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Tips For Keeping Kids Safe In Water

Tips For Keeping Kids Safe In Water

By Donna de Levante Raphael
Pride Parenting Columnist 

Summer is here and the combination of holidays, sunshine, water and children is a seductive but potentially a lethal mix. Tragically, drowning is still one of the highest causes of accidental death among children. Here are some tips on staying safe while having fun…

Actively supervise young children around all water

If you must leave, even for the shortest time, either take your child with you or designate a responsible adult to supervise. Make sure that the person supervising can swim themselves and will happily jump into the water to rescue a struggling child.

Be safety conscious at the pool

Check out the location of rescue equipment and first aid kits.

If you’re at a private pool, key the local emergency phone numbers into your mobile phone at the beginning of the holiday.

Flotation devices are not life savers

If you’re using one, do ensure it fits the size and age of the child and that you’ve adjusted the individual floats accordingly. A poorly adjusted flotation jacket is worse than useless and can be dangerous. Without adequate supervision, float rings can easily tip over and trap the child underneath.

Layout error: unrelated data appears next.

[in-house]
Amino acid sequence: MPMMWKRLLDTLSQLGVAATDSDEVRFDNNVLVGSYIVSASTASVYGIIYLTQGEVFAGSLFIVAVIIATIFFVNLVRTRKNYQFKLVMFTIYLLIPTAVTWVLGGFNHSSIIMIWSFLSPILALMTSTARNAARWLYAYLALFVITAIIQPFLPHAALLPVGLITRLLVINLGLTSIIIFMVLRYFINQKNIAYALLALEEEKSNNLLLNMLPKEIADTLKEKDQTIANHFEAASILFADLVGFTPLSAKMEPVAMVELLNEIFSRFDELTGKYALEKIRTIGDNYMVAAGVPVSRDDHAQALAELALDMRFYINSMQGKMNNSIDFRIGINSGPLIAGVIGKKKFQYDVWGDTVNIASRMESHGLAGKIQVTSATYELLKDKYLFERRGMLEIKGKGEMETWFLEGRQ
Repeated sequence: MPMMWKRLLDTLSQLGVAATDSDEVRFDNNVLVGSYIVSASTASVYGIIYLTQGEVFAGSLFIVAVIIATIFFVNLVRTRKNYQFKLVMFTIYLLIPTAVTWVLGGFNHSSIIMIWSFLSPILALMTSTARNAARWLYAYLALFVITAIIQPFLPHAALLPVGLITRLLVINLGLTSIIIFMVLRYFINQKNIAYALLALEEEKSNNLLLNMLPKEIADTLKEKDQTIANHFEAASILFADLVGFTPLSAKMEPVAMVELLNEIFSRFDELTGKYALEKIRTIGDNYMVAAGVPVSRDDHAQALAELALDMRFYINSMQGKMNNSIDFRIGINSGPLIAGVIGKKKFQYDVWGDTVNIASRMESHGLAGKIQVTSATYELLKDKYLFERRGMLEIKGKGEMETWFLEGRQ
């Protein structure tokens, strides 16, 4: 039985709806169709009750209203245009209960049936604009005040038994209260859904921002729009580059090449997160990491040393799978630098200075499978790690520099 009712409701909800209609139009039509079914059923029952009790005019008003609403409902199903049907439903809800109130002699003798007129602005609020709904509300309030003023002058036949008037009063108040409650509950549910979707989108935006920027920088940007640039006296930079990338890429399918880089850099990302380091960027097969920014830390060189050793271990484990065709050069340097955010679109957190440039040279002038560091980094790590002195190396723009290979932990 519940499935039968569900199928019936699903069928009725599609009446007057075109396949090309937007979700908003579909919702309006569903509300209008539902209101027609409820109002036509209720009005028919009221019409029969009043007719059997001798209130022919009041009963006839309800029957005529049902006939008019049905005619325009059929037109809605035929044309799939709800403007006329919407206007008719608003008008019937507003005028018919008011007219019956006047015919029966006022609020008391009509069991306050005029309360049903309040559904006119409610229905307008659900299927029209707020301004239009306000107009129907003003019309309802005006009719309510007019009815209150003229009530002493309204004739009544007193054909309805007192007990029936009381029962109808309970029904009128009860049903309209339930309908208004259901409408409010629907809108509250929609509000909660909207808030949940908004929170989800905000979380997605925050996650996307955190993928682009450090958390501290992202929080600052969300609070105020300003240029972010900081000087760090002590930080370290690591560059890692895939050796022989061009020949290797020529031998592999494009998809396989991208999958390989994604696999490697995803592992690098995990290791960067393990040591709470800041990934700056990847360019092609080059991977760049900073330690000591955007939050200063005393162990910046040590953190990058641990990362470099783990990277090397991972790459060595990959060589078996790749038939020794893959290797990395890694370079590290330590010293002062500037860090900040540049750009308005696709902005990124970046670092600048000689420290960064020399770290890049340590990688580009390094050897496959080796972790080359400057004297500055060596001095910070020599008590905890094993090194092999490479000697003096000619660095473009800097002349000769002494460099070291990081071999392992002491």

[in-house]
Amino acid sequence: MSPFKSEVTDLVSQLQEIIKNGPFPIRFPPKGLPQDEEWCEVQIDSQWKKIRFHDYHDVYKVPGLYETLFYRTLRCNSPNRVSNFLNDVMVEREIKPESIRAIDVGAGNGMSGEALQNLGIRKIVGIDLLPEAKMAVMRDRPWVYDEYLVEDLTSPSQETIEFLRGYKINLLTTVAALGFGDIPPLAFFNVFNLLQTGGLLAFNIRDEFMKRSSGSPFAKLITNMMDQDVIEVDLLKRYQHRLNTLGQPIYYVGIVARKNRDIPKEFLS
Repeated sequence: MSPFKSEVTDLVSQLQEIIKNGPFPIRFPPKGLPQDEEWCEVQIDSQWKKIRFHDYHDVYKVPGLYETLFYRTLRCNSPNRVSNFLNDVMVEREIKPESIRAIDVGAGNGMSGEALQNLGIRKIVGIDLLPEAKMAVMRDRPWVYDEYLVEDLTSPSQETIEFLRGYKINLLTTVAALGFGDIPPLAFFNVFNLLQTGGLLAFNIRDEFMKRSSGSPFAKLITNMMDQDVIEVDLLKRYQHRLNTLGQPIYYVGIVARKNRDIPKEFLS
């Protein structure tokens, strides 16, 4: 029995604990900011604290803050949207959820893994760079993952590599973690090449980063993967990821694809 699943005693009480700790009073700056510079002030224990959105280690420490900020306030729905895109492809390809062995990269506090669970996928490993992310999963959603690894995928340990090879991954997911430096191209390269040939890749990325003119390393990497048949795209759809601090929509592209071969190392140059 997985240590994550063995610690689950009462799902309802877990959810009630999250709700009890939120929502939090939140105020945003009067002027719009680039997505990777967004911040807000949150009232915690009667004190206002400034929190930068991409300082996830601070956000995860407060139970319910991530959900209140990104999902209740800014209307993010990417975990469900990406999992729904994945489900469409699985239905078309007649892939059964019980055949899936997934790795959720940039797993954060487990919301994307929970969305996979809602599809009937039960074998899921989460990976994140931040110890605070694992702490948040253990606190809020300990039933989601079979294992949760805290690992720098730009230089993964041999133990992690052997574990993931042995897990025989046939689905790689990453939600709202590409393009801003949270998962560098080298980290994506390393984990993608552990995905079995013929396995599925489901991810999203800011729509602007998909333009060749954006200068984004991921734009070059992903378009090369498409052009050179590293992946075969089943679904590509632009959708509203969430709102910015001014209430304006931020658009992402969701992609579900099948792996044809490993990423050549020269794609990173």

Do not swim at beaches where there are large waves, a powerful undertow or no lifeguards

Make sure you know where the beach patrol/lifeguards are and their rescue ability. Learn water symbols and flags used to indicate current conditions of the beach.

Make sure everybody wears a lifejacket when boating or fishing

These are age and size specific. Both swimmers and non swimmers should wear a lifejacket.

Learn CPR (Cardiopulmonary resuscitation)

Seconds count in preventing death or brain damage.

Stay sober near water

Drinking can impair your supervision and swimming skills – especially when combined with the mid-day heat.

Finally, teach your children these water safety rules:

  • Never swim alone
  • Do not push or jump onto others
  • Do not dive into water unless someone has already tested the depth and checked for underwater hazards.
  • Do not run around the pool

And finally, teach your children to swim as early as possible.

Former writer and publisher of the parenting magazine I-Parent and women’s magazine Cayman Woman. Currently working on editing a new parenting media site and releasing a parenting book. To contact Donna de Levante Raphael: ontariowoman@gmail.com. For more parenting information visit -’Village Parent’ Facebook page. “Like” us on Facebook: www.facebook.com/VillageParent.

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